"...if we’re still trying to figure out why Trump won," Olmsted writes, "can we just retire the laundry list of Clinton’s mistakes as the focus of the blame?"[5] But he's made no real case for doing so, and to note the obvious, an analysis that blames voters for being "insane" isn't of any value in helping guide Democrats moving forward. Clinton ran one of the historically bad campaigns. The decision to value loyalty over competence and to surround herself with yes-men and morons was hers. She was the one who opted to run that defeatist primary campaign and that "I suck less than Trump" general wherein her strategy was aimed at appealing to Republican voters. She was the one who was going out of her way at every turn to try to utterly alienate the progressive base of the Democratic party. The ongoing FBI investigation into her State Department emails was also a swamp of her own making; she was the one who chose, in an incredibly reckless manner, to set up that private server in her basement as a means of evading pubic records requirements and she was the one who ensured it was a constant presence in the news by lying about it at every turn. Her decision to run in the first place was entirely irresponsible. The truth about 2016 is that Clinton was just a politically inept, terminally out-of-touch narcissistic elitist who thought she was entitled to be elected president. No matter how one tries to dress it up, she was the problem. There's no way to "just retire the laundry list of Clinton’s mistakes as the focus of the blame" without confronting this, particularly as long as Clinton and her cult continue to deny she bears any real responsibility. That false narrative simply can't be allowed to become a Conventional Wisdom.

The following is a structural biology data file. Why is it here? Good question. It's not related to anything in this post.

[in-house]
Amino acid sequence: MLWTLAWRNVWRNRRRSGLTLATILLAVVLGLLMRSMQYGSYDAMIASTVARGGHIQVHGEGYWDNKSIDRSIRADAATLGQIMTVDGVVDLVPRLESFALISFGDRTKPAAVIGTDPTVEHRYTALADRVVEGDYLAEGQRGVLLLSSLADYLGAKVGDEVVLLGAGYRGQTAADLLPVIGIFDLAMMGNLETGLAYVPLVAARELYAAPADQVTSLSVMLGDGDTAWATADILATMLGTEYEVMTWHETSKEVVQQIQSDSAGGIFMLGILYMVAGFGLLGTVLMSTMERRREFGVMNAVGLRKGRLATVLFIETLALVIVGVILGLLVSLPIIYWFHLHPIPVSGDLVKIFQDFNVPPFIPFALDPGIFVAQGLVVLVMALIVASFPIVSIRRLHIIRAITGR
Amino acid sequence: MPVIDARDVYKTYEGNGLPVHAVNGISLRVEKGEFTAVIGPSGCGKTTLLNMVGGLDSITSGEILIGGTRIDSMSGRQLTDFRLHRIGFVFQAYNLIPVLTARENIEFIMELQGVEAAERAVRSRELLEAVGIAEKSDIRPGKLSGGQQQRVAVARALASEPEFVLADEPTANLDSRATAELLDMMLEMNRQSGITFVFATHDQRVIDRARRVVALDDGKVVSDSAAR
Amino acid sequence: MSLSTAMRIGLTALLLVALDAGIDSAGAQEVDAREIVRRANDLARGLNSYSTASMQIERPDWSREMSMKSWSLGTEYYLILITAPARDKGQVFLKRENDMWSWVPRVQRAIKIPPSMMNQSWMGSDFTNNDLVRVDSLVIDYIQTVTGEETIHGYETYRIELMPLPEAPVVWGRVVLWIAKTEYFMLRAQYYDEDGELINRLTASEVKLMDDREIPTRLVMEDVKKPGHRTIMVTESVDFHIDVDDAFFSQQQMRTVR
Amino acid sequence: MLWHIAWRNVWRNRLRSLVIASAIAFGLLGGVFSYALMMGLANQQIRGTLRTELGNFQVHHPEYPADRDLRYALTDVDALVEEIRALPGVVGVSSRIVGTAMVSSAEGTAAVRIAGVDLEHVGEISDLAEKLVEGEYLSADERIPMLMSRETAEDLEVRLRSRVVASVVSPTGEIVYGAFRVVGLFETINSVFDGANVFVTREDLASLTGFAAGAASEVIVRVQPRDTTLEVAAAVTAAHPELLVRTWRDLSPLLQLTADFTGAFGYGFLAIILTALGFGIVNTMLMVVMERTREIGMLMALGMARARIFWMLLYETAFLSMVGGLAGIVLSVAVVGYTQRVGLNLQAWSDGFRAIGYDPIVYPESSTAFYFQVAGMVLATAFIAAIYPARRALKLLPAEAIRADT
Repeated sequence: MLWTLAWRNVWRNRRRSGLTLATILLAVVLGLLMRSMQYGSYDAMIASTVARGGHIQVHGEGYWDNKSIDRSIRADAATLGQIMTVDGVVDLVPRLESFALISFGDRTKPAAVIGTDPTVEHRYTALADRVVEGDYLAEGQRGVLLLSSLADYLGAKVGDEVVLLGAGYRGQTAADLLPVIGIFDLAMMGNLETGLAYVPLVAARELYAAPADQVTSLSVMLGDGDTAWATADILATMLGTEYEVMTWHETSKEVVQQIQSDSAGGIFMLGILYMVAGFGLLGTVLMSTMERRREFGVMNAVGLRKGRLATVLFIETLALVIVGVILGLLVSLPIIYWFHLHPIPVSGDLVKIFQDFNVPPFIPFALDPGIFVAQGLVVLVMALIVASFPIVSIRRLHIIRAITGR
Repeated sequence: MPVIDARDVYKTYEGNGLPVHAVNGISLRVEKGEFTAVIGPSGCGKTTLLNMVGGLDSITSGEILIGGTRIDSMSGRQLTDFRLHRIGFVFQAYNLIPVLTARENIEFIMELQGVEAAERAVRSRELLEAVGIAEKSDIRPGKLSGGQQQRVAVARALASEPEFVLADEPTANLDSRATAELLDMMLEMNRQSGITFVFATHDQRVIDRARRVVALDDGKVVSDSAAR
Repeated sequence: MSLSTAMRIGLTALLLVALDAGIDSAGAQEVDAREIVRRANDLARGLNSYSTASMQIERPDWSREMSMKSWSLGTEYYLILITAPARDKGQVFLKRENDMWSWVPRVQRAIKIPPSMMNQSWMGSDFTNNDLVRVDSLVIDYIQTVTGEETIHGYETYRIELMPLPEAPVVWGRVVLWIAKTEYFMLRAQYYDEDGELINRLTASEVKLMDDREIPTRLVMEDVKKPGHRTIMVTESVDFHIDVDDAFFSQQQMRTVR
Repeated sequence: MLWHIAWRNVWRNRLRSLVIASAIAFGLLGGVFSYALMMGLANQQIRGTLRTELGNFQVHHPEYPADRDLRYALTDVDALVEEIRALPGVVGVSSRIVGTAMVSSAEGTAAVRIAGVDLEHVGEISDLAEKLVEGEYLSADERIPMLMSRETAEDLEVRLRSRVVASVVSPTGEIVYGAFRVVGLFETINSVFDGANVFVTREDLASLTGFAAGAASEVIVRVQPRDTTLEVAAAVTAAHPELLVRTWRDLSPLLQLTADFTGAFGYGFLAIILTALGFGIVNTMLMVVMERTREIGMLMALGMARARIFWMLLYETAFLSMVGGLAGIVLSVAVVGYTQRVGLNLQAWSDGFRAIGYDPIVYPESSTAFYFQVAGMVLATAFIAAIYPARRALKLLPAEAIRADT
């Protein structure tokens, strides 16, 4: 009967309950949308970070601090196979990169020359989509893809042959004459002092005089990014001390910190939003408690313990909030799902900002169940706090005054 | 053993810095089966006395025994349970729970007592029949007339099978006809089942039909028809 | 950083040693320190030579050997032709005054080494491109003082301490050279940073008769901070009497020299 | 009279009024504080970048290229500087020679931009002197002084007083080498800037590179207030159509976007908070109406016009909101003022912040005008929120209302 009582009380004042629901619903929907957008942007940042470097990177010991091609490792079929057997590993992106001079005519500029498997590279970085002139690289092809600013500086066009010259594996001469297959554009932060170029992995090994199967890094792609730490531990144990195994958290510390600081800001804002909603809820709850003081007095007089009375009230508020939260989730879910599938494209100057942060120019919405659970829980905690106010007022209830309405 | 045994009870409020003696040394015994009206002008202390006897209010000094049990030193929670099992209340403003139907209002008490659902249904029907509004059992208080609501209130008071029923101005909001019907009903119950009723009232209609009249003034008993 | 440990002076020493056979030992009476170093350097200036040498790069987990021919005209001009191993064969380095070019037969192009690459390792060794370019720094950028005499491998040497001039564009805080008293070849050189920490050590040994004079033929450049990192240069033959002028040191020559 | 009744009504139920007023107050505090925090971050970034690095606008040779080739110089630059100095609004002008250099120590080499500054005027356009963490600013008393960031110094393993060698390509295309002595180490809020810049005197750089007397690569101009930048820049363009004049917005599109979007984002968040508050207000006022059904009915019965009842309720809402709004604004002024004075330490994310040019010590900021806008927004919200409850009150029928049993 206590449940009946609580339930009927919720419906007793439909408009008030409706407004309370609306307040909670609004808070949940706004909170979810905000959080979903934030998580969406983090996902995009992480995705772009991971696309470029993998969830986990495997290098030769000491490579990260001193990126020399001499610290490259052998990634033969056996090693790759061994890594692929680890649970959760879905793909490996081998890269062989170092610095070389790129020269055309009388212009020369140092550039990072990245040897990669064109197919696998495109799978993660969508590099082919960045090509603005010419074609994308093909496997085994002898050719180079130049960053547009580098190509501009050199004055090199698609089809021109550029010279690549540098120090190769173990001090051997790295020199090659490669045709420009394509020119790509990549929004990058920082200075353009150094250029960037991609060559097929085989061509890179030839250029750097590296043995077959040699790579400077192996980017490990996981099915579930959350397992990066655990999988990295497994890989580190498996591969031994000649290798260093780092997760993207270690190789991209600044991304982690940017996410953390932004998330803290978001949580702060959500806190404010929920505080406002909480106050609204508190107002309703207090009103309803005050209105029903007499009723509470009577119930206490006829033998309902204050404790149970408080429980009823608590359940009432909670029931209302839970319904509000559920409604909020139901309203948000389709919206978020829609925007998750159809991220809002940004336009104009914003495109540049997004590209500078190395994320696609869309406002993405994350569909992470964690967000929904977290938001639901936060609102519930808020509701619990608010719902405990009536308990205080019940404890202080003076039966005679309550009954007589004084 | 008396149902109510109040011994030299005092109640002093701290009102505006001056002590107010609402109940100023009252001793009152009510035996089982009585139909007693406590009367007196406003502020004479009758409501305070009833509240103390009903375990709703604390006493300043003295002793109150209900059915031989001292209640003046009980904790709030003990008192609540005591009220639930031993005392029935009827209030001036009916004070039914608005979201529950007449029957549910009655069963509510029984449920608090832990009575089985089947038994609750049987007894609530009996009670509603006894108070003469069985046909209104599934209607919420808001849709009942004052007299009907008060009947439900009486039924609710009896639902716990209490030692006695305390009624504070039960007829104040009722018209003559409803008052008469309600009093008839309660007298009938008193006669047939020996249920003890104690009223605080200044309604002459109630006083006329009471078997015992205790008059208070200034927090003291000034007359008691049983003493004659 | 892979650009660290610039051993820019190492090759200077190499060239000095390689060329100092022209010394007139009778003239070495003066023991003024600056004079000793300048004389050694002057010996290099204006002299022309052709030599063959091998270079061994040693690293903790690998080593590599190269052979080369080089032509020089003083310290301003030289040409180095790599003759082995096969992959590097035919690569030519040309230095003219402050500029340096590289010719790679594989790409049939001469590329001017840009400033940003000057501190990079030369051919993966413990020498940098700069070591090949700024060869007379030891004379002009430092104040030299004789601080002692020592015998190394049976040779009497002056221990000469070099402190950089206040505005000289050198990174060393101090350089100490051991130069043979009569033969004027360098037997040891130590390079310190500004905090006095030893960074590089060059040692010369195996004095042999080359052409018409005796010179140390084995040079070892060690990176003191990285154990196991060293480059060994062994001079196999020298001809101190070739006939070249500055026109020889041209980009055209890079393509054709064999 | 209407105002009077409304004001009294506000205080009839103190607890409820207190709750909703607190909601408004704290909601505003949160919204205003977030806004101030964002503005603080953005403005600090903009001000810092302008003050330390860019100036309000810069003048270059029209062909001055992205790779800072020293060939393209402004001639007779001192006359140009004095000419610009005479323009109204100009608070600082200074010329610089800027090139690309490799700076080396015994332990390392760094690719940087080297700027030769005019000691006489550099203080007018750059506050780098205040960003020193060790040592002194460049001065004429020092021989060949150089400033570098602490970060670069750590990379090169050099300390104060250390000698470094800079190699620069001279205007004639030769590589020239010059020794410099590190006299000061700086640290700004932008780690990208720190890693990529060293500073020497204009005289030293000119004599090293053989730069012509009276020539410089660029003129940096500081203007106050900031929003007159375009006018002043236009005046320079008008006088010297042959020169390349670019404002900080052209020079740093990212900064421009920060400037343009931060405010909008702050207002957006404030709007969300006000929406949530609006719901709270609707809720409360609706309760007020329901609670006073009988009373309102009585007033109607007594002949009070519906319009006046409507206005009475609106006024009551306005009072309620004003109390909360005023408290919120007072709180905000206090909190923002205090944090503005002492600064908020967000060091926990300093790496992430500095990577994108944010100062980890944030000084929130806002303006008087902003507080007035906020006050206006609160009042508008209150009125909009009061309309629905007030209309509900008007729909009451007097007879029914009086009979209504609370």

[1] This dynamic, it's worth noting, would have had minimal impact on the anti-Establishment populist Sanders.

[2] And some of us--like this writer--were raising a stink about this incredibly stupid move all along.

[3] Here, fill in the usual rant about the perils and problems of a two-party system.